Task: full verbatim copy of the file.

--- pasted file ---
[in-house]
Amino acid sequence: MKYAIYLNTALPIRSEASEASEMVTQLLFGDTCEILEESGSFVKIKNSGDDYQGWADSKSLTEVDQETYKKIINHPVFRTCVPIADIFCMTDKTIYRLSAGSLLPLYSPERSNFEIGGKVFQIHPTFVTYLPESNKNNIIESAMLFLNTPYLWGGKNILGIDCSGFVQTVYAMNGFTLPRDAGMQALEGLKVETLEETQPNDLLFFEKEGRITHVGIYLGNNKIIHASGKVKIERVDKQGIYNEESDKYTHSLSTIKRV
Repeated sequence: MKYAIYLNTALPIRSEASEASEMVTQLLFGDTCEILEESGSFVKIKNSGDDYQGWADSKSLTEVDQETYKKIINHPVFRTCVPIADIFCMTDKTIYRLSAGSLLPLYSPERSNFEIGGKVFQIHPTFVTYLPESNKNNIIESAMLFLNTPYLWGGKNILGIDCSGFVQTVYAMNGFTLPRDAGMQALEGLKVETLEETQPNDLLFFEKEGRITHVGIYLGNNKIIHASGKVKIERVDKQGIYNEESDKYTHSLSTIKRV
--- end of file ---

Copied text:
[in-house]
Amino acid sequence: MKYAIYLNTALPIRSEASEASEMVTQLLFGDTCEILEESGSFVKIKNSGDDYQGWADSKSLTEVDQETYKKIINHPVFRTCVPIADIFCMTDKTIYRLSAGSLLPLYSPERSNFEIGGKVFQIHPTFVTYLPESNKNNIIESAMLFLNTPYLWGGKNILGIDCSGFVQTVYAMNGFTLPRDAGMQALEGLKVETLEETQPNDLLFFEKEGRITHVGIYLGNNKIIHASGKVKIERVDKQGIYNEESDKYTHSLSTIKRV
Repeated sequence: MKYAIYLNTALPIRSEASEASEMVTQLLFGDTCEILEESGSFVKIKNSGDDYQGWADSKSLTEVDQETYKKIINHPVFRTCVPIADIFCMTDKTIYRLSAGSLLPLYSPERSNFEIGGKVFQIHPTFVTYLPESNKNNIIESAMLFLNTPYLWGGKNILGIDCSGFVQTVYAMNGFTLPRDAGMQALEGLKVETLEETQPNDLLFFEKEGRITHVGIYLGNNKIIHASGKVKIERVDKQGIYNEESDKYTHSLSTIKRV